a relatively open canyon.
- fair campsite on left conveniently located for 2-day trips
- Flipper, class V
Several routes possible, all involving curling waves.
- overhead wire tram announces mandatory line or portage just ahead
- line Treejam, class IV+ with tree, scout left
A large tree formerly blocked this rapid, but has gradually eroded
into a small stump on the left near the end. It cannot be seen
by boat scouting, but is usually avoidable if you know its location.
- Bandito Cañon, scenic alert
The most interesting lava formations along Deer Creek are here.
Totally excellent small camp on left.
- Maxi Gorge, class V+
Begins with a class IV slalom left around large boulders, followed
by a bony class IV drop into a small pool above a class V falls.
Some current goes underneath a huge lava rock on the right, making it
difficult to eddy right. In past years one could swim under that rock
to set up safety, but this is no longer possible because of logs.
- Log X, class V, scout either side (?)
Named for two crossed logs (1996) marking a potential grave site.
The logs are gone and this falls is now runnable at low flows.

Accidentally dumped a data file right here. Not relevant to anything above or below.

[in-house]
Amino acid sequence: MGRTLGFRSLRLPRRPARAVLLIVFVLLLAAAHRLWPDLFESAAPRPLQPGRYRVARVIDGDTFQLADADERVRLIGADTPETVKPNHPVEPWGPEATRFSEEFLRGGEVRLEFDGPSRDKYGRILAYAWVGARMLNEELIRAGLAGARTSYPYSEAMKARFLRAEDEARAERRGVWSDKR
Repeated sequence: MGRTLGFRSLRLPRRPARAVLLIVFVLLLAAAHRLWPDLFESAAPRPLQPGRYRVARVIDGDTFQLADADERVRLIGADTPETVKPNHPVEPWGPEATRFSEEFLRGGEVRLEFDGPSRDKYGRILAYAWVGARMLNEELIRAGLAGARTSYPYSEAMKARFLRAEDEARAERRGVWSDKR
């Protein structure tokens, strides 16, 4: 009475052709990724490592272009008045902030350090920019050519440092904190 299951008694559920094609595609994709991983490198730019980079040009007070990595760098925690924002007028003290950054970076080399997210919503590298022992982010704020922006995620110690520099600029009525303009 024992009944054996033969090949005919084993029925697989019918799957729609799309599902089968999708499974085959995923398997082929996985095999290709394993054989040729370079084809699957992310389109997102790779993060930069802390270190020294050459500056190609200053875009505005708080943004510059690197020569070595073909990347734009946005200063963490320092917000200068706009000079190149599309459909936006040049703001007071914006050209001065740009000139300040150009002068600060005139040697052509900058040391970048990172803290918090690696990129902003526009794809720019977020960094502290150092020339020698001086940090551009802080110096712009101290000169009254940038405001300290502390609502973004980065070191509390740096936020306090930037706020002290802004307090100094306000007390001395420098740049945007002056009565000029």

If a logjam occurs again, the normal action is to portage on the right.
Some people prefer to line their boats along steep rocks on the left,
and actually the eddy on the left is easier to catch at most flows.
- Kitchen Sink, class V, scout right?
Pass just to the right of a big rock, enter a constriction on the left,
execute an S turn, and exit over a drop that is hard to see from
above. Short recovery pool below in a deep amphitheater. In the
course of this rapid, bedrock changes from lava to granite.
- Blind Faith, class IV
Impossible to bank scout because of the amphitheater. The left side
of the left falls goes into a keeper eddy, the right side of the falls
is runnable, and the far right chute involves a squirrely S turn.
(You'll have to take my word for it.)
- Coffin Trough, class V, scout left
The drop on the left goes into a recirculating trough, which feeds
rightward into some sharp drops towards the center. Hard to portage
or line. A new route (as of 1997) on the right avoids the coffin.
- Stay Right and Flip, class V+, scout left or from island
A fairly steep chute on the right, moderately obstructed, leads to a
monster hole near the bottom that surfs boats into the right wall.
May be lined on the left quite easily.